Written by Terry Nation & Dennis Spooner
Directed by Douglas Camfield
Badass decay is sad to behold, but undeniably common. Once former superb villains doddering about like half senile goat charmers is a situation that arises all too often in television by the time the series gets onto its third or fourth year. Every so often, I’ll grant you, you get a Spike or an Al Swearengen or a Spike who functions just as well as an anti-hero, but they are rather rare.
After their wonderfully chilling appearances in The Daleks and The Dalek Invasion of Earth, the Nazibot pepper pots suffred some serious badass decay in season 2’s The Chase. Here, in the epic Dalek’s Master Plan, totaling in at thirteen episodes including Mission to the Unknown, they do manage to regain some of their former menace, but not anything like all of it. Despite the title, they almost seem to be playing second fiddle to leader of the solar system, Mavic Chen, a man who’s most heinous crime is blacking up*. At least they don’t get their asses handed to them by some carnies this time.
As for companions, the Doctor seems to be pretty careless with them in this story. Its extremely rare for any of the Doctor’s companion’s to die. Ever. In the show’s fifty year run its only happened a handful of times, but the Doctor loses three of them in total during this story. Only one of them is actually killed by the Daleks though, and even her death wasn’t directly their fault: no blasting with their exterminating sticks.It is a credit to the writers Terry Nation and Dennis Spooner that each of their deaths is actually quite sad, despite the fact that none of them had been on the show for any great length of time. Katarina’s death is shrouded in the ambiguity over whether she killed herself deliberately to save the others, or accidentally in panic. Bret’s** demise leaves us upset, not only for him, but also for his murderer, Sarah, his sister, following orders unthinkingly, and Sarah’s own death is all the more effective after her transformation into a rational human being. As well as that, the simple action of killing off the companions, often in quite sudden or gruesome ways, lent a real edge of danger to the rest of the series. Well, at least the next few stories, until it became clear that none of the rest of them were getting killed off, anyway.
The Doctor is, as always while he was being played by Hartnell, wonderful in this story. His acceptance of both Brett and Sarah, both of whom started out as antagonists, into his little party, shows us just how accepting he can be, and his willingness to give second chances. This story also contains one of my favorite Doctor moments ever: when he is telling Katarina that he is not a god. His tone here implies that he is more trying to reassure himself of this fact than to convince her of anything.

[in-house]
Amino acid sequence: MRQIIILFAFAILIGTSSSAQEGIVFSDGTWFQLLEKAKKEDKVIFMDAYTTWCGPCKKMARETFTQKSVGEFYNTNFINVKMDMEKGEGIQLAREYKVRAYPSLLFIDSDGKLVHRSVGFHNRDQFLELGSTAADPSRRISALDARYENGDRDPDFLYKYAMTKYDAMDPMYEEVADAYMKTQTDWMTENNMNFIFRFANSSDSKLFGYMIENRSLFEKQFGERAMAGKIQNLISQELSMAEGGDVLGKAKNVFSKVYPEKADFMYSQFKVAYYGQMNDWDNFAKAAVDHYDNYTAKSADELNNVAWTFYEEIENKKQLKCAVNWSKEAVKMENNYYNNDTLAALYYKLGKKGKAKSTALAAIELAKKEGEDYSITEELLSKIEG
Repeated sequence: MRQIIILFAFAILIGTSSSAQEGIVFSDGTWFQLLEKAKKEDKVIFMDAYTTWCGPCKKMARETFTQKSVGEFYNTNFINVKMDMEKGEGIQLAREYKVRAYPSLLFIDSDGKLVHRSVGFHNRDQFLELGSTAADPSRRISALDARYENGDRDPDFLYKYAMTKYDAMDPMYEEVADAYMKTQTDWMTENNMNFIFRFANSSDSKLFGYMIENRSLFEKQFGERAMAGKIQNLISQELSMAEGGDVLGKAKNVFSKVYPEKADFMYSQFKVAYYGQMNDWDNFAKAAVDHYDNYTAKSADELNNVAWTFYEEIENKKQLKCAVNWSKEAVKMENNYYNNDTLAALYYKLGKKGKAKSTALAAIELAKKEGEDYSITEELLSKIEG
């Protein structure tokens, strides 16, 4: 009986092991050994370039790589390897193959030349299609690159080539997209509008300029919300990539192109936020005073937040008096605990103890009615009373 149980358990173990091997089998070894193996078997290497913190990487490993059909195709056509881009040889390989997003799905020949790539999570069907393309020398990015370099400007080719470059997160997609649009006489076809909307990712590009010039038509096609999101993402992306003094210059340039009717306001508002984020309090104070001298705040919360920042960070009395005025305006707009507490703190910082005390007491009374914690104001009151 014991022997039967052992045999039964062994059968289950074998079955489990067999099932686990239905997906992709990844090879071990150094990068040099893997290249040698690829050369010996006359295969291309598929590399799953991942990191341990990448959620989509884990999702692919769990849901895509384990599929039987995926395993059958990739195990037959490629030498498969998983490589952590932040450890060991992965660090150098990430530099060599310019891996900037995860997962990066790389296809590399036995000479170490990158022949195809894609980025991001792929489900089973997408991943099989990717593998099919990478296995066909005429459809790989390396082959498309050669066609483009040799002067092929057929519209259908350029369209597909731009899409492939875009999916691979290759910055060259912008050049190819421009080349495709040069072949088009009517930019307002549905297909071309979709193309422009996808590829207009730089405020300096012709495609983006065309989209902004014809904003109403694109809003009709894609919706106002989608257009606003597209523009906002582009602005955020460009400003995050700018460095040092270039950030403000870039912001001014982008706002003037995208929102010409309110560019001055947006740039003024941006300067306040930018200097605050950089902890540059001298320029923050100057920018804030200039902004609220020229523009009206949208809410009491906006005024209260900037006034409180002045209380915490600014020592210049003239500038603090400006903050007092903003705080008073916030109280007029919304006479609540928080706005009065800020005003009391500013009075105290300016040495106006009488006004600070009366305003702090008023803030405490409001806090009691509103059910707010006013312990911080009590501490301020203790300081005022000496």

Another welcome return here is Peter Butterworth as the Monk**, though he too sufferers from badass decay. ALthough never an out and out villain, here he is, for the most part, reduced to comic relief. Which is in some ways fair enough, because he’s Peter-Fucking-Carry-On-Butterworth, the man was a comic legend. Having said that, he does get to show the odd moment of brilliant cunning. In many ways he is reminiscent of the Doctor when he first appeared back in An Unearthly Child: a cunning manipulative time traveler who’s side you’re never sure of. When he’s not all wrapped up in bog roll.
So the Doctor’s defeated the Daleks. Again. Never would have guessed Any chance of the Doctor getting some down time now? Of course not. Join us next time, as he and Steven get sucked into some intrigue in a religiously divided France.
*Which, I grant you, is not really acceptable, but pales in comparison with the Dalek’s behaviour in previous stories.
**Brett, of course, played by Nicholas Courtney, making him the only actor who played 2 completely different Doctor Who companions, though a) there are people out there who would claim that neither of the Who characters he played were really companions. They’re wrong though. and B) There have been plenty instances of alternate dimension companions, robot versions of companions, whatever the fuck is going on with Jenna Louise Coleman etc, but they don’t count because they’re all related to the original version in some in story way.
***Though why he is still dressed as a monk is never explained.